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The body, the soul and organ donation: beliefs of the major world religions
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A. S. DAAR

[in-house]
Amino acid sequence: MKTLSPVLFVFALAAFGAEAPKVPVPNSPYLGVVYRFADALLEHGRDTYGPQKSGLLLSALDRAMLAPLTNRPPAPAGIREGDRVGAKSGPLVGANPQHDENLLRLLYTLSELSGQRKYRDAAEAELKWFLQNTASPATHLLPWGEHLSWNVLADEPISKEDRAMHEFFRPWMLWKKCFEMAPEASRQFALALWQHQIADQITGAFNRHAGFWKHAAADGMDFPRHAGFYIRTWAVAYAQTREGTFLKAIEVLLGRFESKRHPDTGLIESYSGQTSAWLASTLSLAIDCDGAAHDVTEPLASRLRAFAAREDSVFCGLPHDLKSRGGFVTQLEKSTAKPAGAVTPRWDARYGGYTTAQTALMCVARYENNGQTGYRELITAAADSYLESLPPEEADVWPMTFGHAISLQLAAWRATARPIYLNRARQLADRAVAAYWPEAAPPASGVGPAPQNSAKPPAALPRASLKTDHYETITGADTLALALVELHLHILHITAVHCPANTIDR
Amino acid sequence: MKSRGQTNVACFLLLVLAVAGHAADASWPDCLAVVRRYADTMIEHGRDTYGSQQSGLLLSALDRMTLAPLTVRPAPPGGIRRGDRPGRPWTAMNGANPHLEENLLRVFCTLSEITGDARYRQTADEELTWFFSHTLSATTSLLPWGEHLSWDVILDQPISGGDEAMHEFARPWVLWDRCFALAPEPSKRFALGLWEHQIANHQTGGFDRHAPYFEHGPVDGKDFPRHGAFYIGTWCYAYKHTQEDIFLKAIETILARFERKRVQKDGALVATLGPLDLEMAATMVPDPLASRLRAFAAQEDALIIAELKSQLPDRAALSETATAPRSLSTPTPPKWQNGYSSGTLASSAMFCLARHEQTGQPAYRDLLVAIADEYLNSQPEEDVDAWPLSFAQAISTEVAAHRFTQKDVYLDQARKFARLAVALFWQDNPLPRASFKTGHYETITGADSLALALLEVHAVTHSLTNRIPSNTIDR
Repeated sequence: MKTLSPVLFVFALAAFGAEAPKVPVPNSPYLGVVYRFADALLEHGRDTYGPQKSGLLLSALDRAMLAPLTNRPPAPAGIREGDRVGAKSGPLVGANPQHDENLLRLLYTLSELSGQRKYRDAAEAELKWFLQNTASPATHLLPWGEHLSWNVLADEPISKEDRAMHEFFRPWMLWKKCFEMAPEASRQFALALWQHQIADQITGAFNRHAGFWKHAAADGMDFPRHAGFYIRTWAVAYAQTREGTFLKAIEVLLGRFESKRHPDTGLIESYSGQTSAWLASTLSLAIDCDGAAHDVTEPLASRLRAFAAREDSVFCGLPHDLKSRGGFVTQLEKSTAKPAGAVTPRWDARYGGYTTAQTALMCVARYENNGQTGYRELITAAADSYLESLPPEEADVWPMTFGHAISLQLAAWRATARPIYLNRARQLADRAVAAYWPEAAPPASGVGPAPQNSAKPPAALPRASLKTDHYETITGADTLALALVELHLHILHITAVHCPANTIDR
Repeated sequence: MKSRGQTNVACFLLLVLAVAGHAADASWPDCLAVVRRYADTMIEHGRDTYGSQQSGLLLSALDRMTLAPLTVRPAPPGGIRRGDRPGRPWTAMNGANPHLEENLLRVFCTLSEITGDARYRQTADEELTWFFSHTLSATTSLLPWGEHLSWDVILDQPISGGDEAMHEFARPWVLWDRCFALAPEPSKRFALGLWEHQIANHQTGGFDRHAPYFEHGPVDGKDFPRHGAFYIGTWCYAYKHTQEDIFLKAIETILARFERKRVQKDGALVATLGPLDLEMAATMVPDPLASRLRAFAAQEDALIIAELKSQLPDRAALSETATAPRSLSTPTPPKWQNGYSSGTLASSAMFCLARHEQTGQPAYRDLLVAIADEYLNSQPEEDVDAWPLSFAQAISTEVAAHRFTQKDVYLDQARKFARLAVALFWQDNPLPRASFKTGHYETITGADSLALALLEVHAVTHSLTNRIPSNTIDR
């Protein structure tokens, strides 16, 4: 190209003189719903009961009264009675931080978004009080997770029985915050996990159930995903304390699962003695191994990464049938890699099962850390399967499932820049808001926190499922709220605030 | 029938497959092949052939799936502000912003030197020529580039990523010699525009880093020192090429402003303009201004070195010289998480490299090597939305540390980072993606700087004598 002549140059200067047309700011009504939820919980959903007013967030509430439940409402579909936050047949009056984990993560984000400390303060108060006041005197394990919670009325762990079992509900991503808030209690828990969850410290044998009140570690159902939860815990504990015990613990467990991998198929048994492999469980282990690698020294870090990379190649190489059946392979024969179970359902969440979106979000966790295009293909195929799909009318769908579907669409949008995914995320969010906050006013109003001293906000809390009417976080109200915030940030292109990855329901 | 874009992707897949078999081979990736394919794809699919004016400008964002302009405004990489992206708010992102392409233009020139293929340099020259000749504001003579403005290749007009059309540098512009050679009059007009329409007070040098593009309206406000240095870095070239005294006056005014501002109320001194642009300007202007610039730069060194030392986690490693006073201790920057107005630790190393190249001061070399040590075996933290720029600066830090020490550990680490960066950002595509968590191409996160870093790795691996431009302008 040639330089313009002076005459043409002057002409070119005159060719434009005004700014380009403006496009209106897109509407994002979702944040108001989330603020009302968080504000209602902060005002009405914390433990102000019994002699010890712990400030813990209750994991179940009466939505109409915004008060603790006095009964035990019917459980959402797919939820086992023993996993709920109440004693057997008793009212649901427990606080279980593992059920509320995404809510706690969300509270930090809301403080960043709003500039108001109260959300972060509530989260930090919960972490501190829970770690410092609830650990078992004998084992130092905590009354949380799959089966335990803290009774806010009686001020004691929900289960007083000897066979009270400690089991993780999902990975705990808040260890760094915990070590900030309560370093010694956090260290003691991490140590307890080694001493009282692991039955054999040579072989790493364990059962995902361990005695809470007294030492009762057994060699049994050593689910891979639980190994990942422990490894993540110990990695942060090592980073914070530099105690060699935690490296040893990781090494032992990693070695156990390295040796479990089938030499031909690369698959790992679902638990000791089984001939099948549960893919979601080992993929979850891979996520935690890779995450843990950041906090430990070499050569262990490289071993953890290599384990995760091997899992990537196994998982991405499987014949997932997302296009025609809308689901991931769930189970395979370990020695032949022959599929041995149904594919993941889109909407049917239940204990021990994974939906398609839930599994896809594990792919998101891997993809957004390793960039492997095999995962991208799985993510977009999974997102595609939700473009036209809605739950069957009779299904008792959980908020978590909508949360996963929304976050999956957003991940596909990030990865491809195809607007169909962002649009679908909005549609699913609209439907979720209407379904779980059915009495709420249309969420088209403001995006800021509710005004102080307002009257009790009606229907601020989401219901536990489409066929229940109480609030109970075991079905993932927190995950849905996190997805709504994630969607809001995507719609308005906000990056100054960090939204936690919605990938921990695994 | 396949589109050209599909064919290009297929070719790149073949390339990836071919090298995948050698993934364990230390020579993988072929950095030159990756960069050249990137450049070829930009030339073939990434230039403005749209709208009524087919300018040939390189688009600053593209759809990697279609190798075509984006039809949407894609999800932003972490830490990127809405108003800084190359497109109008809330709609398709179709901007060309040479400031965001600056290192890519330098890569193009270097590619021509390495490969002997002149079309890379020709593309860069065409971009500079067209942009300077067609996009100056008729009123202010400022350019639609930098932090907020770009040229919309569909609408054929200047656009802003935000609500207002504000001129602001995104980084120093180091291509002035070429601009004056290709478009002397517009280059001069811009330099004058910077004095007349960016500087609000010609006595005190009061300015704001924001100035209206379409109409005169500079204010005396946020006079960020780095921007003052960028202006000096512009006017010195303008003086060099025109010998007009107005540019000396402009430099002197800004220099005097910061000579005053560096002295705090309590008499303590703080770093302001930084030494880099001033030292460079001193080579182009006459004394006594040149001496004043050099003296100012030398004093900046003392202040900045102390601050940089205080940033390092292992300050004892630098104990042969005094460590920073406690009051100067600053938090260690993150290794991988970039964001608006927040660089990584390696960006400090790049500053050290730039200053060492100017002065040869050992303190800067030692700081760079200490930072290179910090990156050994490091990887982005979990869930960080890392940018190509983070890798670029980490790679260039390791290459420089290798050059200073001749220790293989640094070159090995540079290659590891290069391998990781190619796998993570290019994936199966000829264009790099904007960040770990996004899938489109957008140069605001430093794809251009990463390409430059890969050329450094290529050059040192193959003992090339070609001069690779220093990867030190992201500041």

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NEFROLOGIA. Vol. XIV. Suplemento 1, 1994 The body, the soul and organ donation beliefes of the major world religions A. S. Daar Dpt. of Surgery College of Medicine Sultan Qaboos University RELIG IOUS CONSIDERATIONS Questions regarding religious teachings on organ donation, particularly with respect to cadaver donation, are often raised. More often than not, however, religious constraints are more imagined than real. In the past few years a number of authors and religious authorities from the major world religions have commented on many aspects of these questions. I have tried below to capture and encapsulate the essence of those discussions relating specifically to transplantation. The major monotheistic religions of the West (Judaism, Christianity, and Islam), because of their shared origins, have similar conceptions of creation, of man's relation to God, of the material and the spiritual, of the soul, of the essential sanctity of life, and of death and eschatology. Although religious discourse, sources (canonical literature), justifications, examples used, emphases and lines of authority vary, all three religions support living organ donation, cadaver organ donation and more recently the establishment of death using brain-death criteria. All three accept that the diagnosis of physical death is best left to the physician Hinduism and Buddhism both encourage living and postmortem organ donation. However, as can be seen below, the tradition of Shinto, even though linked to Buddhist rituals, has not been able to encourage the development of cadaver organ donation in Japan; this may be a problem also in other traditions. For this reason it is discussed in some detail. judaism 1-3 Jewish law (halachah) is at once permanent (in the sense that the scriptures and Talmudic texts may not be altered) and unremittingly adaptable to s need posed by given circumstances. The important issues for debate among Rabbinic authorities have included: 1) desecration of the body after death, 2) prohibition against deriving any benefit from a corpse, and 3) responsibility to accord the deceased full burial. 78 Judaism ascribes supreme value to every moment of life, regardless of its quality or likely duration. In fact, one of the 613 commandments is the crucial commandment to save life. This overrules every other commandement except for three: i) the worship of God ii) adultery, iii) killing another person - i.e. one , may not take a life at the expense of another Transplantation of a kidney is considered a life-saving procedure (as, interestingly is corneal transplan, tation because of the Judaic statement that the blind are considered as dead) 3 Hence, the consensus is that the saving of life, limb or function is of such paramount importance that it effectively overrides these constraints provi, ded that the post mortem dono is treated with resr pect, is not mutilated and all remaining parts are buried with the deceased. Because of the absolute requirement that a Iife may not be saved at the expense of another, it is important that death of the donor should not be hastened in order to benefit the recipient. In the late 1980's there was a swing in halachic opinion towards acceptance of brain death as the decisive marking of life's termination. The Chief Rabbinate in Israel has accepted the declaration of brain death as a criterion for the establishment of death under certain conditions. In Israel, three (not two) physicians must constitute the committee, and at least one objective test must be performed. These changes now mean that Jews are not only to donate, but are to do so, i.e., it is now a mizveh, a commandment to do that (compare to "Fardh Kifaya" see under Islam below). Even the ultra ortho, dox Jews now tolerate organ transplantation. F u r t h e r m o r e Israeli law does not require consent , from the family, who only need to be informed of the intention to remove organs, but the family does have the right to object. Living donor transplantation is permitted, part of the justification being the superior results, but there is no obligation on the donor to place himself/herself at risk an living donors should not be coerced. d THE BODY. THE SOUL AND ORGAN DONATION Christianity Man was created in the image of God (imago Dei), who blew his own breath (ruach jahwe) into the body of his creature, thus transfiguring him and making man different from the rest of creation (Genesis 2,7). The body and soul together are the "person". Every human being is an individual person, independent of his social standing, achievements or health. His dignity is inalienable. The body, though, is important: it is at the core of traditional Christian belief in the Incarnation ("in flesh becoming"), the Passion, Death and Resurrection of Christ. The body will also be resurrected in the future. Therefore even though the cadaver is no longer the person, its handling requires respect, care and ritual reverentc. The voluntary readiness to donate one's organs as a means of saving the life of a sick person is not only legitimate but is a magnanimous act of charity, generosity and love and the donor acts here with ethical responsibility. The brain is neither the seat of the soul, nor the "origin" of the intellect. The Christian doctrine of the departure of the soul from the body at the moment of death would seem to support the concept of brain death. In 1957 Pope Pius XII declared that in case of prolonged coma (instances that we would now accept as brain-death) the soul might already have leit the body and no "extraordinary means" of support would be required, and he emphasised that the determination of death should be left to the physicians. On August 31, 1990 the German Bishops Conferente and the Council of the Evangelical Church in Germany published a common declaration welcoming transplantation and encouraging and justifying organ donation 7 On 20th June 1991 the Holy Father, Pope John Paul ll, delivered an address at the Vatican to the participants of the First lnternational Congress of the Society for Organ Sharing. In this extremely important address (Pope John Paul II, 1991) he made it clear that the Roman Catholic church supports organ transplantation and he concluded by quoting Jesus: "Give, and it will be given to you; good measure, pressed down, shaken together, running over, will be put in your lap" (Luke 6:38). Islam Life is sacred. It is a gift from God and is to be respected and preserved. Everything including wealth, property, family, even one's own body, belongs to Cod. Man has restricted and conditional ownership of his body with responsibilities to God (trusteeship, guardianship). This principie makes the abuse of one's own health, or one's body, a major sin. Suicide is a very grave sin. Man deserves respect, and this extends to the dead body and to the person's memory. Transplantation does not mean mutilation or demeaning of the dead body. To the contrary, it allows it to share, to give, and what is more precious to give than life? God, who is kind, compassionate and merciful, has bestowed dignity on man and given him a way of life (din: religion), which is the basis of ethical and moral behaviour. Religion is meant to provide comfort, harmony and happiness, not hardship. Disease is to be prevented, good health promoted, and life is to be preserved by all available scientific means. Any well-intended act which is safe, of benefit to mankind and unlikely to harm others is allowed unless it contradicts a basic principie of Islam. Thus medical treatment is not only a right but an obligation. Quran and Hadith are permanent. However, Islamic law, through the processes of Ijtihad (effort), Ijmaa (consensus), and specific principles of jurisprudente, is capable of evolving to meet any new situation at any time. Scholars issue "Fatwas" after careful study of any new question, e.g. transplantation, and these are meant to guide adherents. Based on severa l sayings from the Quran and the Hadith, the Islamic Code of Medical Ethics (1981) strongly approved organ donation thus: "The donation of body fluids or organs, such as blood transfusion to the bleeding or a kidney transplant to the patient with bilateral irreparable renal damage... is Fardh Kifaya, a duty that donors fulfil on behalf of society". Furthermore, "if the living are able to donate, then the dead are even more so, no harm will afflict the cadaver if the heart, kidneys, eyes or arteries are taken to be put to good use in a living person. This is indeed charity" (Kuwait document, 1981). In Egypt severa1 Fatwas by Grand Muftis have prepared the ground for transplantation: Fatwa No. 1065 of ,l959 formally allowed blood transfusion (normally considered dirty [najs] in Islam); No. 1087 of 1959 allowed cornea1 transplantation from cadavers, and this was extended by a subsequent Grand Mufti in 1966 to include other organs; No. 1323 of 1979 allowed donation of organs from the living and the dead. In Saudi Arabia, the Senior Ullamaa Commission in Fatwa No. 99 of 1982 also allowed cadaver organ donation. With regard to the question of brain death criteria, the 3rd lnternational Conference of Islamic Jurists issued in Amman, Jordan on October 1 6th, 1986, resolution No. 5, declaring the following: 79 A. S. DAAR "A person (is) considered legally dead, and all the Sharia's principles can be applied, when one of the following signs is established: 1. Complete stoppage of the heart and breathing, and the doctors decide that it is irreversible. 2. Complete stoppage of all vital functions of the brain, and the doctors decide that it is irreversible, and the brain has started to degenerate". In Saudi Arabia transplantation of kidneys from brain dead donors is practised now as a matter of routine, with the support of both the religious and political authorities. Severa1 other Muslim countries are trying to emulate their experience. 13 after death is seen as an act of generosity (alobha), w h i c h is (itself) described a) as a moral mental property contributing to the achievement of Nirvana ( P a r i n i b b a n a ) the summum bonum in Buddhism and, b) an example of compassion (karuna) one of the four guidelines to social living. Thus transplantation from the living or the dead is allowed, as is xenotransplantation. Psychological aspects need to be given particular attention, since the mental quality of the donor could influente the recipient's course. Shinto Shinto is as old as Japanese culture and as a religion gives both ethics and ethnic identity to the Japanese. In Japan, Buddhism itself has been influenced by the native Shinto tradition and by other Japanese folk beliefs, which are different from those of China or Korea. In Shint'o, the central value is purity: all gods are pleased with purity and angered by impurity and pollution. Death is the ultimate polluted matter. The dead body is so impure, polluted and dangerous that it must be expelled quickly; and contaminated persons and things must be decontaminated by specific purification rites. The dead body is so impure, in fact, that Shinto has not even developed theories or rites to handle it, but Buddhism has developed rituals and ceremonies for the dead and it is these which are used in Shinto. The dead, however, go on to become deified in the system of ancestor worship (Shinto is theanthropic). Dead spirits are worshipped for either 33 or 49 years, after which they lose their personal identity, become extremely pure, and end up as the community's guardian gods, who are then worshipped as such. Amaterasu, the god of the sun and also the paramount god of Shinto, is believed to be the primary ancester of the Japanese Royal Family. The word "itai" (the remains), as opposed to "shitai" (the dead body) embraces a sense of identification of a continuing relationship between the bereaved and the recently dead person. Itai (or "go-itai" to indicate politeness and respect) has its own hopes and requests and in order to avoid misfortune, the bereaved must not only guess and grant these requests but also avoid any injury to itai. It thus becomes clear why it is difficult in Japan to obtain consent from bereaved families for organ donation, dissection or diagnostic post mortem examinations: these are all regarded as injury to itai. In fact, even if a person has indicated a willingness to donate his body to a medical school, the family often refuse consent for dissection. They do this because they want to avoid injury to the itai by their own will, as this injury to the itai Hinduism The main philosophy of the religion is based on "The Law of Karma" and reincarnation. This has direct relevance to transplantation. The soul is immortal, occupying a new body with each incarnation, but without erasure of the experiences of previous births. The physical body, because it is made of the basic universal elements of earth, water and air should be returned to these basic elements through cremation. However, the dead are respected and gracefully mourned, and the body must be respected, cleaned and escorted for cremation. Hindu mythology contains traditions whereby human body parts were used to benefit other human and society. There is nothing in the religion to indicate that organs from either the living or postmortem donor could not be used to alleviate suffering, especially as one of the basic themes of the Hindu religion is to help those who are suffering. The Lord Krishna has said that whatever we do today will decide what we will become tomorrow. Thus religion per se is unlikely to contraindicate cadaveric donation in India. 14 Budism At the absolute level, the body is but a conglomeration of matter and mind and any sense of permanente is but an illusion, as is our notion of life itself. Death is the "temporary end of a temporary phenomenon", to b e followed by rebirth, when there is a new mind/body partnership. Thus there is nothing intrinsically sacrosanct or holy about the human body, alive or dead, and its disposal after death does not make much difference. However, the ideal of the social good (attha samhita) encourages the decent treatment of the dead for reasons of love, respect, gratitude or example. Donation for transplantation while alive or 80 THE BODY, THE SOUL AND ORGAN DONATION makes the dead pe rson's soul more miserable than Ignoring the person' s living will Bibliografía 1. Weiss DM: Organ transplantation, medical ethics and Jewish Law. Transplant P r o c 20:1071-1075, 1988. 2. Bulka Rabbi RP: Jewish perspective on organ transplantation. Transplant Proc 22:945-946, 1990. Aiallam: General discussion on the dilema of post mortem organ donation. In: Organ Replacement Therapy: Ethics, Justice & Commerce (eds.: Lan W and Dossetor JB). Springer-Verlag, Berlin, 319-320, 1991. Scorsone S: Christianity and the significance of the human body. Transplant Proc 22:943-944, 1990 . . Sass HM: Philosophical arguments in accepting brain death criteria. In: Organ Replacement Therapy: Ethics, Justice & Commerce (eds.: Land W and Dossetor JB). Springer-Verlag, Berlin, 249-258, 1991. 6. Angstwurm H: Brain death as death of a human being: a matter of image of man. In: Organ Replacement Therapy: Ethics, Justice & Commerce (eds.: Land W and Dossetor JB). SpringerVerlag, Berlin, 241-244, 1991. 7. Grundel J: Theological aspects of brain death with regard to the death of a person. In: Organ Replacement Therapy: Ethics, J u s t i c e & C o m m e r c e ( e d s .: Land W and Dossetor JB). Springer-Verlag, Berlin, 245-248, 1991. 8. P e o B: Organ transplantation: a Christian viewpoint. Transplant Proc 24 (5):21 14-2115, 1992. 9. S a c h e d i n a AA: Islamic views on organ transplantation. T r a n s p l a n t Proc 20:1084-1088, 1988. 10. Sahin AF: Islamic transplantation ethics. Transplant Proc 22:939, 1990. 11. A l Bar MA: Islamic view of organ transplantation. 2 n d International Conf. Middle East Soc Organ Transpl Kuwait. March 11 -15 1990. Eds.: Abouna GM, Kumar MSA, White AG. Kluwer Academic Publishers. Dordrecht, Netherlands, pp. 563-578, 1991. 12. Daar AS: Current practice and the legal, ethical and religious status of postmortem organ donation in the Islamic world. In: O r g a n Replacement Therapy; Ethics, Justice & Commerce. (ed: Land W and Dossetor JB). Springer-Verlag, Berlin, 291299, 1991. 13. Trivedi HL: Hindu religious view in context of transplantation of organs from cadavers. Transplant Proc 22:942, 1990. 14. Sugunasiri SHJ: The Buddhist view concerning the dead body. Transplant Proc 22:957-959, 1990. 81